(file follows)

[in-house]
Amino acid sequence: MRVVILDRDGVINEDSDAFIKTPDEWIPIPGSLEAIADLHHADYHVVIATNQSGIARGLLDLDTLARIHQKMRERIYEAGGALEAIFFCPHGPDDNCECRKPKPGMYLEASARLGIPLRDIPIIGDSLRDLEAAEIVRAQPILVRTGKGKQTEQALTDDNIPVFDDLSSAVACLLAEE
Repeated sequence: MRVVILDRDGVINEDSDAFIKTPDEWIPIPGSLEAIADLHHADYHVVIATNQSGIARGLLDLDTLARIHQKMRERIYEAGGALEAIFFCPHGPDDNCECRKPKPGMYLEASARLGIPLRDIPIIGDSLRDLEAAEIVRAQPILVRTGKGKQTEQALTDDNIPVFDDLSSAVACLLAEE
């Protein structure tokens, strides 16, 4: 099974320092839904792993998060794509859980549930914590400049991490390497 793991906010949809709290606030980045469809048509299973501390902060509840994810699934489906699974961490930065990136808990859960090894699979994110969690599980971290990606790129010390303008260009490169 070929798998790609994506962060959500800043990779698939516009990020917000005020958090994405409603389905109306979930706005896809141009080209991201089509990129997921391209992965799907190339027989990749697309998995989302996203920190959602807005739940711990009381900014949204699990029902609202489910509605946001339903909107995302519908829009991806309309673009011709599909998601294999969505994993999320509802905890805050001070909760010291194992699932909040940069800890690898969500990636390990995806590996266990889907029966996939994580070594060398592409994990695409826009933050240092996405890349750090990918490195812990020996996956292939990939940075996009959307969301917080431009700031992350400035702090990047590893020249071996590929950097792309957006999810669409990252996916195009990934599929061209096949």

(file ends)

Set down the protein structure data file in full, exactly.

[in-house]
Amino acid sequence: MRVVILDRDGVINEDSDAFIKTPDEWIPIPGSLEAIADLHHADYHVVIATNQSGIARGLLDLDTLARIHQKMRERIYEAGGALEAIFFCPHGPDDNCECRKPKPGMYLEASARLGIPLRDIPIIGDSLRDLEAAEIVRAQPILVRTGKGKQTEQALTDDNIPVFDDLSSAVACLLAEE
Repeated sequence: MRVVILDRDGVINEDSDAFIKTPDEWIPIPGSLEAIADLHHADYHVVIATNQSGIARGLLDLDTLARIHQKMRERIYEAGGALEAIFFCPHGPDDNCECRKPKPGMYLEASARLGIPLRDIPIIGDSLRDLEAAEIVRAQPILVRTGKGKQTEQALTDDNIPVFDDLSSAVACLLAEE
């Protein structure tokens, strides 16, 4: 099974320092839904792993998060794509859980549930914590400049991490390497 793991906010949809709290606030980045469809048509299973501390902060509840994810699934489906699974961490930065990136808990859960090894699979994110969690599980971290990606790129010390303008260009490169 070929798998790609994506962060959500800043990779698939516009990020917000005020958090994405409603389905109306979930706005896809141009080209991201089509990129997921391209992965799907190339027989990749697309998995989302996203920190959602807005739940711990009381900014949204699990029902609202489910509605946001339903909107995302519908829009991806309309673009011709599909998601294999969505994993999320509802905890805050001070909760010291194992699932909040940069800890690898969500990636390990995806590996266990889907029966996939994580070594060398592409994990695409826009933050240092996405890349750090990918490195812990020996996956292939990939940075996009959307969301917080431009700031992350400035702090990047590893020249071996590929950097792309957006999810669409990252996916195009990934599929061209096949």